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Asperger’s can’t stop Highlands middle schooler’s basketball passion |
Valley News Dispatch

Asperger’s can’t stop Highlands middle schooler’s basketball passion

Joyce Hanz
| Wednesday, February 6, 2019 11:04 a.m

Austin’s Game

Austin Ciciarelli of Harrison found his happy place — on the basketball court.

Ciciarelli, 13, was diagnosed with Asperger’s syndrome, a form of autism, as a toddler.

He tried out for the Highlands Middle School Rams basketball team last year while in seventh grade and made the cut.

Daily practices at home with his basketball hoop and real team experience have enriched his life, according to his parents, Shawn and Suzanne Ciciarelli.

“We’re very proud of him — the fact that he is on the team and the other kids are very welcoming to him,” Suzanne Ciciarelli said.

Austin, No. 51, serves as team manager and plays in games, too, usually during the last quarter.

Austin’s mom said her son is high functioning and an honor roll student at Highlands, but his sometimes-­limited social skills have improved through his love of basketball.

“It gives him exercise, something to look forward to, an understanding that you can’t win them all or play in all of the games, and teaches him about supporting his school and teammates through the good and bad,” Suzanne Ciciarelli said.

Austin’s interest in basketball began during third grade when he began playing and honing his skills at the local YMCA.

“I like basketball and cheering for my friends,”said Austin, now in eighth grade.

This season’s highlight for Austin?

“Scoring,” he said.

Austin scored a three-pointer this season and helped his team to victory last month with a two-pointer during a game against Apollo-Ridge.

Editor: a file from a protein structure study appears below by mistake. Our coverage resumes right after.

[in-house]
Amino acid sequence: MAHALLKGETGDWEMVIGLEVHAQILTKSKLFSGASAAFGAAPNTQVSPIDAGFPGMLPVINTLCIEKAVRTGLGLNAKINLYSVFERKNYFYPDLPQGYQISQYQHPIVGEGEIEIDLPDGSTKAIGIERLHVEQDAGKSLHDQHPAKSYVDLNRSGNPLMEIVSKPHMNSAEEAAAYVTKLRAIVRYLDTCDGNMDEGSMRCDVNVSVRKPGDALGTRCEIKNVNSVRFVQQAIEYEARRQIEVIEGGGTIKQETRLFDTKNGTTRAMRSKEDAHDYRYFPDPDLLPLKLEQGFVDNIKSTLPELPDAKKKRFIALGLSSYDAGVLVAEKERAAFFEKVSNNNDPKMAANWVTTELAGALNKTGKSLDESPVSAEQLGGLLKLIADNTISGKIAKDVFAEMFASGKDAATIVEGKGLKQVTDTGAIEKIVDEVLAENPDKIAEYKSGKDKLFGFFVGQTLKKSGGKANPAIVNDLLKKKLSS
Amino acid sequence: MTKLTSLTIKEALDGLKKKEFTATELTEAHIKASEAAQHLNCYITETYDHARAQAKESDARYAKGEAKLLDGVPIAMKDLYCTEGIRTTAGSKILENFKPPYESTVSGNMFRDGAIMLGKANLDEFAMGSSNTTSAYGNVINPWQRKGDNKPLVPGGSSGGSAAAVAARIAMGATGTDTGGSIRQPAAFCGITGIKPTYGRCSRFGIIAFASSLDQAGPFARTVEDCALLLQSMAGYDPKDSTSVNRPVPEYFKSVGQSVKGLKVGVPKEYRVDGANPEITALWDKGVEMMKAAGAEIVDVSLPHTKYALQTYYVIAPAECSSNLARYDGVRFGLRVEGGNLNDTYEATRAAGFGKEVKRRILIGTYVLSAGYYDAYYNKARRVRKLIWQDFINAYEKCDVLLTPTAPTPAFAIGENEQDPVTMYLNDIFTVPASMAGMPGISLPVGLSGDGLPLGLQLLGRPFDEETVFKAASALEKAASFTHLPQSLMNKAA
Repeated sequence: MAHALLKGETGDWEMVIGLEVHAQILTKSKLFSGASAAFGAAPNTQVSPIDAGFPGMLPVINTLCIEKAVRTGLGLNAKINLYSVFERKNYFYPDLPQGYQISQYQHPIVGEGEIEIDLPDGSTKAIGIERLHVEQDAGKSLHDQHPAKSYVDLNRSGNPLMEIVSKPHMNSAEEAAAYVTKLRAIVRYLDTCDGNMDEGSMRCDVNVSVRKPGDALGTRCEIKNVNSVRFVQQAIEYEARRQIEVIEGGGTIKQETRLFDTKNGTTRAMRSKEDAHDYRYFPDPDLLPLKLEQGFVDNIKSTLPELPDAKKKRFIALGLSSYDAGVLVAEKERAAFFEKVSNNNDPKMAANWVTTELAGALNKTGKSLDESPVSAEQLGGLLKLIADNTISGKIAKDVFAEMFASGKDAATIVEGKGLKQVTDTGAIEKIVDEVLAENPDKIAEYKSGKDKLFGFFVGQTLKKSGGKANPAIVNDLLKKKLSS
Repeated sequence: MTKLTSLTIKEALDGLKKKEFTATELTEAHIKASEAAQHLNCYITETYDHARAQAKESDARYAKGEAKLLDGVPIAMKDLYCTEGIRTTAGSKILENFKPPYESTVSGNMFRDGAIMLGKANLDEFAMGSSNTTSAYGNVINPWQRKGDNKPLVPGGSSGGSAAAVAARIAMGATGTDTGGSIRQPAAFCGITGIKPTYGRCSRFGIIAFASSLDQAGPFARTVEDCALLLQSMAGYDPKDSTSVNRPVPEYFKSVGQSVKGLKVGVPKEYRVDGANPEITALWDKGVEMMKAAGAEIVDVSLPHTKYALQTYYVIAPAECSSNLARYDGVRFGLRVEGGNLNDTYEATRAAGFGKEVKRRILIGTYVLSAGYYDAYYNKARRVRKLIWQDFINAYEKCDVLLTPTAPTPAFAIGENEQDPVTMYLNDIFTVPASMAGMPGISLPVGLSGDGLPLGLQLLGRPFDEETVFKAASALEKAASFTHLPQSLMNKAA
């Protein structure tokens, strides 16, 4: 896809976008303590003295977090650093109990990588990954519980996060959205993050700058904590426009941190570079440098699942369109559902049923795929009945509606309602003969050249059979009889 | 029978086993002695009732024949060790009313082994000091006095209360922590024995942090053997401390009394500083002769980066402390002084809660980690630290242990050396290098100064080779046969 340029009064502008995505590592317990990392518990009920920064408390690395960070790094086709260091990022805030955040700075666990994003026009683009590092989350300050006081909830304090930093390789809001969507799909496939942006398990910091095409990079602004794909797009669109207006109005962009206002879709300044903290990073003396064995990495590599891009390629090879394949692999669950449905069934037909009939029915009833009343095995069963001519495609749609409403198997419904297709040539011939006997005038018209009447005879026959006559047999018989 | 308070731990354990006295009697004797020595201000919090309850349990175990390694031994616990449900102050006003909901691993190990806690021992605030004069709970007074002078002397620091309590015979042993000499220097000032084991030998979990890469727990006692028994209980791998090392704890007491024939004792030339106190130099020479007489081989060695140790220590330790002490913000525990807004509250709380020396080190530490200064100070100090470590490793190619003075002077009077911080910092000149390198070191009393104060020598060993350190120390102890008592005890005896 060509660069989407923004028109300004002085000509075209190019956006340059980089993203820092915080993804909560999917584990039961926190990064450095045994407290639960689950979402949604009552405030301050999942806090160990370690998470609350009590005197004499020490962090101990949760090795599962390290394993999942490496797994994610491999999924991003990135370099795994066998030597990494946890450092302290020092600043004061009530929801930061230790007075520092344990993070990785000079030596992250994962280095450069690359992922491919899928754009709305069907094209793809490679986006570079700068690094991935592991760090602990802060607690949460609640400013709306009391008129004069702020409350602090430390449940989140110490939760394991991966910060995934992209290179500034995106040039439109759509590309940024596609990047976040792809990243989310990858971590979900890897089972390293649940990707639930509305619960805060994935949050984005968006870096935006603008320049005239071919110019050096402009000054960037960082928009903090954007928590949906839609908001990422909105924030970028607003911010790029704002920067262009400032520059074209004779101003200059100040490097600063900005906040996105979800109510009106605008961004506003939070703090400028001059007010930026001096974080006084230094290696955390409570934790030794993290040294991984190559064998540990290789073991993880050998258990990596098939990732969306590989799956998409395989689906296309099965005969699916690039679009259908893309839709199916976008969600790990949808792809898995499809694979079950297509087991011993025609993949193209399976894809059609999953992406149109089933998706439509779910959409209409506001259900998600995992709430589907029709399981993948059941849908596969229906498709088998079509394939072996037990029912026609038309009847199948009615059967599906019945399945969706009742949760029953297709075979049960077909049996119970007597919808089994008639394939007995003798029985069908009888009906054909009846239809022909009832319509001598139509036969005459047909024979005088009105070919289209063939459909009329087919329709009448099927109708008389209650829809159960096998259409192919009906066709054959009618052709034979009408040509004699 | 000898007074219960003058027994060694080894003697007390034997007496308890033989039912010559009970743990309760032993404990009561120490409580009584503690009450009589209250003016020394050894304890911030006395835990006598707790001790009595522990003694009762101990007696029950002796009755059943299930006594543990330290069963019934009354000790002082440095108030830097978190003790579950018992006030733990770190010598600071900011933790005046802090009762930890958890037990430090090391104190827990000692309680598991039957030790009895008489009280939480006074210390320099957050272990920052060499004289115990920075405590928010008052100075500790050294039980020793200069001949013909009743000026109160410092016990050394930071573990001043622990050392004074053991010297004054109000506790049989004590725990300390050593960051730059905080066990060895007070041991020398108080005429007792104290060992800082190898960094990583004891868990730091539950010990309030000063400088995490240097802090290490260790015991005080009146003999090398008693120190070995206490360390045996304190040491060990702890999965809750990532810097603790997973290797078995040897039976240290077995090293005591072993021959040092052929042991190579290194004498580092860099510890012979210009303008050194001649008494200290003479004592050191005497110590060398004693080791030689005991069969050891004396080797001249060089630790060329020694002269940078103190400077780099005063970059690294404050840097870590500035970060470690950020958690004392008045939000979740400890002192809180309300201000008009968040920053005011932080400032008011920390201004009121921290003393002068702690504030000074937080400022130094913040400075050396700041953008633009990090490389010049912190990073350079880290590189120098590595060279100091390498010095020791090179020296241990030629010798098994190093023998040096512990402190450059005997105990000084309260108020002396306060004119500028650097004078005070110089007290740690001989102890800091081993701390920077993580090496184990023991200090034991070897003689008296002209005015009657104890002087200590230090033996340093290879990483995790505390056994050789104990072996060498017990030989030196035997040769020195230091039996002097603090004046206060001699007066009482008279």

Highlands history teacher and seventh-grade basketball coach Michael Foster interacts with Austin daily during homeroom.

He credits Austin’s strong work ethic for helping him land a spot on the team.

“Austin has always been willing to work hard in and out of the classroom,” Foster said, “and I am looking forward to watching him grow on and off the court.”

When Austin isn’t shooting hoops, he enjoys riding quads, swimming, biking, hunting and fishing.

His teammates have rallied around Austin, encouraging him, and Austin’s parents are thankful for the support.

“It’s been great for us,” Shawn Ciciarelli said. “The way he gets out there and plays, it makes him smile — and that’s all that counts.”

Eighth-grade head basketball coach Steve Bielak praised Austin’s enthusiasm.

“Austin is the first to stand up and give a high-five,” Bielak said. “He has been awesome to have on this team.”

Teammate Jimmy Kunst praised Austin’s positive attitude and sportsmanship.

“Austin allows our team to bond together with the positive energy that he always has,” Kunst said. “He is always having a good time and is enthusiastic about playing the game he loves no matter what the outcome. He adds so much to the team with how he acts and leads by example.”

Austin hopes to continue his basketball journey next year as a freshman at Highlands High School.

Joyce Hanz is a freelance writer.

Joyce Hanz is a Tribune-Review contributing writer.

Photos: Joyce Hanz | For the Tribune-Review
Highlands Middle School eighth-grade head basketball coach Steve Bielak stops to chat with Austin Ciciarelli after Austin’s game on Monday, Feb. 4, 2019, at Highlands.
Photos: Joyce Hanz | For the Tribune-Review
Highlands Middle School eighth-grader Austin Ciciarelli (51) listens as his coach explains a play during a home game against Apollo-Ridge. Ciciarelli was diagnosed with Asperger’s syndrome when he was a toddler.
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